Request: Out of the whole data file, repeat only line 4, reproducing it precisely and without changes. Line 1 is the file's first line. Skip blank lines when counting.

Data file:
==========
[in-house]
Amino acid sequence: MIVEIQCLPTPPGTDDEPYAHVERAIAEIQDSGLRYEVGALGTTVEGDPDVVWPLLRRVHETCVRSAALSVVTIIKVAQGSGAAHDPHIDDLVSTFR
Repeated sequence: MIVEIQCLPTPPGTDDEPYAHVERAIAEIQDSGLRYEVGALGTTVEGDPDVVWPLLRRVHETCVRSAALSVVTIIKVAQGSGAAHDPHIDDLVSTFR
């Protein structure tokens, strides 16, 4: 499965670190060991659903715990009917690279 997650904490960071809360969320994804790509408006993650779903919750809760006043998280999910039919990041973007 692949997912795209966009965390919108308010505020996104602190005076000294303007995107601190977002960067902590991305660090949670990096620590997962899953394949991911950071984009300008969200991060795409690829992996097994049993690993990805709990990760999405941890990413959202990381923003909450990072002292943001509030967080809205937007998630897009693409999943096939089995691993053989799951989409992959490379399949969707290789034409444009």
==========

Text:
């Protein structure tokens, strides 16, 4: 499965670190060991659903715990009917690279 997650904490960071809360969320994804790509408006993650779903919750809760006043998280999910039919990041973007 692949997912795209966009965390919108308010505020996104602190005076000294303007995107601190977002960067902590991305660090949670990096620590997962899953394949991911950071984009300008969200991060795409690829992996097994049993690993990805709990990760999405941890990413959202990381923003909450990072002292943001509030967080809205937007998630897009693409999943096939089995691993053989799951989409992959490379399949969707290789034409444009």